Master of feigned misanthropy, Bill Griffiths won his second best actor prize at Southwick Players’ annual awards night at the Barn Theatre on Saturday.
He was just one of four outstanding Players performers to celebrate two-time success at the group’s sparkling SPOSCARS ceremony, compered as usual by perennial Barn favourite H Reeves.
Bill superbly brought to life the acid-tongued title role of Sheridan Whiteside in 1930s period classic The Man Who Came to Dinner.
“Great script, great cast, good backstage, good admin – it couldn’t go wrong, could it?” he said as he received the Richard Pincott Award from Players president Harry Atkinson.
Bill had won the award for the first time following his portrayal of another bad-tempered character, foul-mouthed misfit Johnny ‘Rooster’ Byron, in the Players’ 2013 production of Jerusalem.
No one was more surprised than Jenny Burtenshaw herself when she was voted best actress for playing Sammy the dog in life-affirming wartime drama Goodnight Mr Tom.
“I really didn’t expect this, not in this role,” she said, receiving the Venetia Baker Award, but the vibes had been far from negative as her triumph came hot on the paws of her winning the Coffin Mew Award for outstanding achievement at the Brighton and Hove Arts Council Drama Awards in December.
Jenny had been singled out then by adjudicator Trevor Jones for the ‘brilliant’ way she puppeteered Sammy – and Goodnight Mr Tom’s silverware did not end there.
Its two young leading actors, Henry Andrews, who played William, and Thomas Scott, as Zach, jointly won the Peter Gullen Award for most promising youth member. This followed their collecting the Arthur Churchill Award for Excellence for the same two roles at the Brighton drama awards.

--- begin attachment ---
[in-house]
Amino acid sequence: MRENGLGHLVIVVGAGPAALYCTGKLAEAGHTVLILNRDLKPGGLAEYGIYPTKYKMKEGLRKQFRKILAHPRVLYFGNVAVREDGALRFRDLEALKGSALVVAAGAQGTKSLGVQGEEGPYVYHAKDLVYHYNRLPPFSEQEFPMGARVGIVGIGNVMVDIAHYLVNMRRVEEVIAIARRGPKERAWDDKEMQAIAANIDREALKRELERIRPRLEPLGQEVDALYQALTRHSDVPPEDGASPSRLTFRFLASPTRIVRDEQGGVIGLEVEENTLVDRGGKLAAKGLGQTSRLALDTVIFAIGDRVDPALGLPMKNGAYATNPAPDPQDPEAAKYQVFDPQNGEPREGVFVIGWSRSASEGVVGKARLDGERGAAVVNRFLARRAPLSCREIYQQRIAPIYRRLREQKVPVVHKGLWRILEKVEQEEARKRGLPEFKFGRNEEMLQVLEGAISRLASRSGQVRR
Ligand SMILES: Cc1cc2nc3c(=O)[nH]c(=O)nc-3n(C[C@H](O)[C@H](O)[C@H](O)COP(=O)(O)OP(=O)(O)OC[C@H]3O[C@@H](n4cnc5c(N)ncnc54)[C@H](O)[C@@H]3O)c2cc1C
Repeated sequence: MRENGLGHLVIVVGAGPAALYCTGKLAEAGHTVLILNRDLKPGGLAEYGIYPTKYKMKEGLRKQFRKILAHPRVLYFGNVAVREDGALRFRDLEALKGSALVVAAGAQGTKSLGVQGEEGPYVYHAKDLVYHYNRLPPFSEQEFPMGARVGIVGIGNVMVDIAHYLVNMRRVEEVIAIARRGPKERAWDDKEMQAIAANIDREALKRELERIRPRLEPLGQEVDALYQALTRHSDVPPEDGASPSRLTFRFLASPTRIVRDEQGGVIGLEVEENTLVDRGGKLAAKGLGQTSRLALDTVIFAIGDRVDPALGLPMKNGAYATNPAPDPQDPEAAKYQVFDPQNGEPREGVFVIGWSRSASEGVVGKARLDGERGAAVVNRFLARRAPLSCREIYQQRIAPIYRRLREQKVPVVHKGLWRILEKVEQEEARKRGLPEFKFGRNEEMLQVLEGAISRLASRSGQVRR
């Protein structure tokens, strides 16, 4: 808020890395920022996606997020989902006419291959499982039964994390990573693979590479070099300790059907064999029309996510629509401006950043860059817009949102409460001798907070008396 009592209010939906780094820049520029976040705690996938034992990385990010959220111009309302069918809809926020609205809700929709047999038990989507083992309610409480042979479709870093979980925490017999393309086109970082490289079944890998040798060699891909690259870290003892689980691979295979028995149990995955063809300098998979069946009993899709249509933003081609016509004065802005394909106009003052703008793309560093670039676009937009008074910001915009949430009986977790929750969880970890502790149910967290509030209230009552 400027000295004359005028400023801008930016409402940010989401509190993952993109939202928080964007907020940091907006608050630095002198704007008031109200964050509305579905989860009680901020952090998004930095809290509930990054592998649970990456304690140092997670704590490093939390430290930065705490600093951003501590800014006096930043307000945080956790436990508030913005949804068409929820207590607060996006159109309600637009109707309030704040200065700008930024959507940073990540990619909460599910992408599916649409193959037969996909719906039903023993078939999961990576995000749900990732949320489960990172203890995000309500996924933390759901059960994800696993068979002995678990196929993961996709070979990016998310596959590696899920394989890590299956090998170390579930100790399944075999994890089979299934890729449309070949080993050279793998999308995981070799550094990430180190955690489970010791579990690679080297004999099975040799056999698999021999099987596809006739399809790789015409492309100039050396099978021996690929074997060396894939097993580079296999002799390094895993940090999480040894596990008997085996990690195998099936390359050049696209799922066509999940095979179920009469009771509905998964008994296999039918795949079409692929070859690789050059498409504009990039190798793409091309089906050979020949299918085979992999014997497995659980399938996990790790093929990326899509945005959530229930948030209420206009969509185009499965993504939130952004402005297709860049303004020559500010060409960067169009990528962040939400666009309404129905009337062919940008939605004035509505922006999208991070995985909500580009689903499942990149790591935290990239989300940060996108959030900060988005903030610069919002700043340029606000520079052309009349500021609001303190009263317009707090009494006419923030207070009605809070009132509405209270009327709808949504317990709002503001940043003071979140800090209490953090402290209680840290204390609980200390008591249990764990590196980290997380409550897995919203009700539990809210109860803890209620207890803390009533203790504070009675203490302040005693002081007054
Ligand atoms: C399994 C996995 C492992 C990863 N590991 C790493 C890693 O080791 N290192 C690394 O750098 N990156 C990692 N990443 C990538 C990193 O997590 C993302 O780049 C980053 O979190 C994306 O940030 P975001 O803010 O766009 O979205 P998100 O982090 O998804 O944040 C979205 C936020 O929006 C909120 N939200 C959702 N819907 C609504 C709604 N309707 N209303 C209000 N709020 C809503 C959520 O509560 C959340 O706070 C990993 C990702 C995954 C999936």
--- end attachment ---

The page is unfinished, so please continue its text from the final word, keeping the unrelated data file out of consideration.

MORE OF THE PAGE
Kate Armes took the best director prize for presiding over The Man Who Came to Dinner, which tied with an elegiac version of Under Milk Wood, directed by Harry Atkinson, for the John Stone Memorial Shield for best overall production.
Louise Yeo received three nominations and it was no more than she deserved when she won the award for best supporting/cameo role for playing William’s abusive mother, Mrs Beech, in Goodnight Mr Tom.
The award for Players’ Player went to publicity officer Gary Cook, who, with his director’s hat on, is currently helping add the finishing touches to the Players’ next production, The Turn of the Screw, from March 7 to 10.
Photographer Miles Davies’s dress rehearsal stills had earlier provided a classy backdrop for a montage of last year’s productions, which also included Pinocchio and Just for Laughs 3. Mr Atkinson thanked Miles for his vital work in helping to sell the shows.
Mr Atkinson reminded the audience that gratifying though it was to celebrate the success of nominees and award-winners, their achievement would be impossible without the hard work of those behind the scenes who carried out the thousands of jobs each production demanded.